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Employers Are Searching for Child Care Solutions

A man and woman sitting on a couch with a laptop in front of them.

​Gregg Danzer is an HR director, not a child care expert, but lately he has spent a good part of each day trying to figure out what children need when their school is operating virtually and their parents have to go to work.

His latest project: creating a one-room schoolhouse in the office with Wi-Fi, sufficiently distanced computers and a teacher to help as many as 16 children of employees.

It's just one example of the steps employers are taking as they are increasingly drawn into the child care crisis created by the coronavirus pandemic.

Danzer works at Graham Personnel Services, a Greensboro, N.C.-based staffing firm specializing in such essential industries as manufacturing, distribution and health care. The company has continued to operate at full speed through the COVID-19 pandemic, and many staff jobs simply can't be done from home.

When schools closed to help stop the spread of COVID-19, Graham employees with children, like countless other working parents across the country, continued working and cobbled together day-to-day solutions for their children.

"They kind of worked above and beyond to compensate," Danzer said of the company's staff. "Maybe they thought, 'Summer's coming and we'll have school in the fall.' There was light at the end of the tunnel. But now we all know it's extending into the fall and probably beyond. The short-term toughing-it-out [approach] is just not sustainable."

Now Danzer is looking for ways to take the pressure off Graham parent-employees, including by potentially hiring a full-time teacher. It's worth it, he said. "We're not going to thrive if our people can't concentrate on their work. And they certainly can't concentrate if they're worried about whether their child is safe."

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Coronavirus and COVID-19

No Relief for Working Parents

Even before COVID-19 was a concern, working parents were hard-pressed to juggle their various duties, said Sarahjane Sacchetti, chief executive officer at Cleo, a San Francisco-based parenting benefits company. "We were racing and duct-taping and always teetering on the brink," said Sacchetti, who has two young children.

Now, she said, after months of school closures and tenuous work-from-home arrangements, working parents—especially women, who often take on a larger share of child care duties—have reached a tipping point. "The resilience is waning. It's just too much."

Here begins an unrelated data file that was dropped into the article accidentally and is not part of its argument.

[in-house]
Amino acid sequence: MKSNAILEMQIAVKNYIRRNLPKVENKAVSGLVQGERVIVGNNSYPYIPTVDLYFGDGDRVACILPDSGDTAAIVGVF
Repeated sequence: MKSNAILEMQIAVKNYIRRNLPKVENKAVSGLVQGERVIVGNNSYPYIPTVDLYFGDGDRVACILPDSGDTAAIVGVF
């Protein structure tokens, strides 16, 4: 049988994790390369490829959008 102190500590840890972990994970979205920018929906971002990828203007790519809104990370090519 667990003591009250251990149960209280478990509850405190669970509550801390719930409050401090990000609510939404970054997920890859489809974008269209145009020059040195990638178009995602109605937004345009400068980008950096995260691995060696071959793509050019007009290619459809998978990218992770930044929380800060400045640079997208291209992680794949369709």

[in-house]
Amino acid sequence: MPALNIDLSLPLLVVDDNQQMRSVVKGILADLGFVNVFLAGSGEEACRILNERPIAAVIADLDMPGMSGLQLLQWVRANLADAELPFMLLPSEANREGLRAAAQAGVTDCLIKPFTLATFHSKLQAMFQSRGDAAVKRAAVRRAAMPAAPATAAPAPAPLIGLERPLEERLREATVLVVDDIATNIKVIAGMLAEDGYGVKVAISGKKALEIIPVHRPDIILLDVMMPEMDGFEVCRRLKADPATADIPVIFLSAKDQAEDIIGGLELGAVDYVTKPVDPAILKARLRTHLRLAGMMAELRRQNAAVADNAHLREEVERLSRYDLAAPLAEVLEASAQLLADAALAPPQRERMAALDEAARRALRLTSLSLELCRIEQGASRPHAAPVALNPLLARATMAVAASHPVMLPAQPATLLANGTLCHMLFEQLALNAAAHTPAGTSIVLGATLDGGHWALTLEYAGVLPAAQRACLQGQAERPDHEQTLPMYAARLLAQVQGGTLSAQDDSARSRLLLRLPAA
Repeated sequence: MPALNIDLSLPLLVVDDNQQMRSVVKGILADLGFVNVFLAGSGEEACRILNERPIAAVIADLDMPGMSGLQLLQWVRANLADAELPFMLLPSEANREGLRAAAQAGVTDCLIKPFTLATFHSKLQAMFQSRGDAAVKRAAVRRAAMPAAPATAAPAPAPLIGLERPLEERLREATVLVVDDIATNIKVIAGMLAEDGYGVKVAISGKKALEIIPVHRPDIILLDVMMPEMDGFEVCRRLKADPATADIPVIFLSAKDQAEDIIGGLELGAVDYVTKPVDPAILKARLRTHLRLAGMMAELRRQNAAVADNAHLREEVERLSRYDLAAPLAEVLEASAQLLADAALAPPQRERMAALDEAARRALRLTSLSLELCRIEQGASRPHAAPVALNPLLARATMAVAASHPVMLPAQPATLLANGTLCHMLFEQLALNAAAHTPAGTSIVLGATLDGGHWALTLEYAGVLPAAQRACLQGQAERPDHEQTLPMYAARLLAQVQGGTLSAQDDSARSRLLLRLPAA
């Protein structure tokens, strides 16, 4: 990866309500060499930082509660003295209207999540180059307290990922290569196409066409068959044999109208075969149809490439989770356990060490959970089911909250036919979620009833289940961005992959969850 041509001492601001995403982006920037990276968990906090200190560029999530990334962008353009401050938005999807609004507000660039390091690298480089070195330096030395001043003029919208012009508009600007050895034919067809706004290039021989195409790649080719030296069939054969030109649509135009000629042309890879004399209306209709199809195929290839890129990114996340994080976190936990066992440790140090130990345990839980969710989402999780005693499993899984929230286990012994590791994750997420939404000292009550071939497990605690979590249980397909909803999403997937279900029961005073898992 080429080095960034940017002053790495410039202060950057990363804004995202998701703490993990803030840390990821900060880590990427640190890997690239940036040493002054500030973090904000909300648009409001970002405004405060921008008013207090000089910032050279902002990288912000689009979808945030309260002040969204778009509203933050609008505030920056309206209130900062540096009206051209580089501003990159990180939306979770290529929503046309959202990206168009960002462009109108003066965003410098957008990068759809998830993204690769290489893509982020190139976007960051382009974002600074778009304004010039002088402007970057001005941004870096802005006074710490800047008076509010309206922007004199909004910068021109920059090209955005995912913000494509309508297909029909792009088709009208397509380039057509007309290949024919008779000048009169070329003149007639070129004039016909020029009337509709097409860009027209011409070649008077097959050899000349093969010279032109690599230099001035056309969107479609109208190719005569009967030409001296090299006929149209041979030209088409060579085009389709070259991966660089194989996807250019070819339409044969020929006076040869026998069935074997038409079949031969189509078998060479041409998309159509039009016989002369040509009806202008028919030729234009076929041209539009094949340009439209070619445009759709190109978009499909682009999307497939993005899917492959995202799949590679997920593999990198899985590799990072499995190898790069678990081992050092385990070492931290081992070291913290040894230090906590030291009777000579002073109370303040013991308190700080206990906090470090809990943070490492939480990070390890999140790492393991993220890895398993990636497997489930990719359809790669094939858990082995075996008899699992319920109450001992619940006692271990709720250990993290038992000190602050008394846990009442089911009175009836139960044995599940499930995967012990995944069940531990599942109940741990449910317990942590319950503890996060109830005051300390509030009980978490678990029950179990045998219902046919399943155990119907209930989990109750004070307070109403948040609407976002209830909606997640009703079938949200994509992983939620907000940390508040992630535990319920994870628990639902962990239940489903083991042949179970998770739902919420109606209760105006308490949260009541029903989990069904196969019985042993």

Cleo, which began as a service for new parents returning to work but expanded to include parents with children up to age 12, recently surveyed working parents in its network. It found that many were less hopeful now than at the start of the pandemic in April, when a similar survey was taken. Fewer had reliable child care (35 percent in June versus 50 percent in April), and plans for reinforcements had failed to materialize for many.

In April, about half of survey respondents expected other family members to help out, but that only happened in 28 percent of the cases. Similarly, 16 percent of respondents hoped to be part of a nanny-share arrangement in April, but only 3 percent had actually joined one by June.

When asked about anticipated top challenges with returning to a physical workplace, respondents were nearly equally concerned about health risks (55 percent), burnout from managing work and home (57 percent), and securing child care (53 percent).

Notably, about one-third of those surveyed in April had either switched from full-time to part-time work or had left the workforce entirely by June, the survey found. Most of those who left were women.

Sacchetti said Cleo has received "intense and urgent interest from employers" in recent weeks as child care concerns have taken an increasing toll on the workforce. "Existing clients are pushing us for more creative solutions," said Sacchetti, who has joined with three other organizations to form Invest in Parents to further the discussion.

Parent Pods and Employers

The imperative for employers to step into the child care crisis grew in late July, as school districts began announcing they would not hold in-person classes.